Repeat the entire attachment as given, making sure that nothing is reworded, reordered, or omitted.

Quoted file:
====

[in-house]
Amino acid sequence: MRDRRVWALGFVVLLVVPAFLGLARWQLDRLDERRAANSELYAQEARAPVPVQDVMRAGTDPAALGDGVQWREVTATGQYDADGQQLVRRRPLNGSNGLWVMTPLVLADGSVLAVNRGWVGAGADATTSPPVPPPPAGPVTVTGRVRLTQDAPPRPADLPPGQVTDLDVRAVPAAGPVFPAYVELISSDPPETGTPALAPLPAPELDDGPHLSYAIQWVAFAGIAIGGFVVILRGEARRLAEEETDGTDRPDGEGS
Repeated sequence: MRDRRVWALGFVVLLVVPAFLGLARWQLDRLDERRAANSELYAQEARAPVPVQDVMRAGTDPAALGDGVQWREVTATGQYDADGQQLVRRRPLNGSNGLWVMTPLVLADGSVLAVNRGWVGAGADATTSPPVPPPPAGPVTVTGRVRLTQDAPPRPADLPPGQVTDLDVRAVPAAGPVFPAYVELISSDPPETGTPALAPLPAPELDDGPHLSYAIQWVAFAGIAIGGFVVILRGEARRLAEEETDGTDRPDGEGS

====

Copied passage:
[in-house]
Amino acid sequence: MRDRRVWALGFVVLLVVPAFLGLARWQLDRLDERRAANSELYAQEARAPVPVQDVMRAGTDPAALGDGVQWREVTATGQYDADGQQLVRRRPLNGSNGLWVMTPLVLADGSVLAVNRGWVGAGADATTSPPVPPPPAGPVTVTGRVRLTQDAPPRPADLPPGQVTDLDVRAVPAAGPVFPAYVELISSDPPETGTPALAPLPAPELDDGPHLSYAIQWVAFAGIAIGGFVVILRGEARRLAEEETDGTDRPDGEGS
Repeated sequence: MRDRRVWALGFVVLLVVPAFLGLARWQLDRLDERRAANSELYAQEARAPVPVQDVMRAGTDPAALGDGVQWREVTATGQYDADGQQLVRRRPLNGSNGLWVMTPLVLADGSVLAVNRGWVGAGADATTSPPVPPPPAGPVTVTGRVRLTQDAPPRPADLPPGQVTDLDVRAVPAAGPVFPAYVELISSDPPETGTPALAPLPAPELDDGPHLSYAIQWVAFAGIAIGGFVVILRGEARRLAEEETDGTDRPDGEGS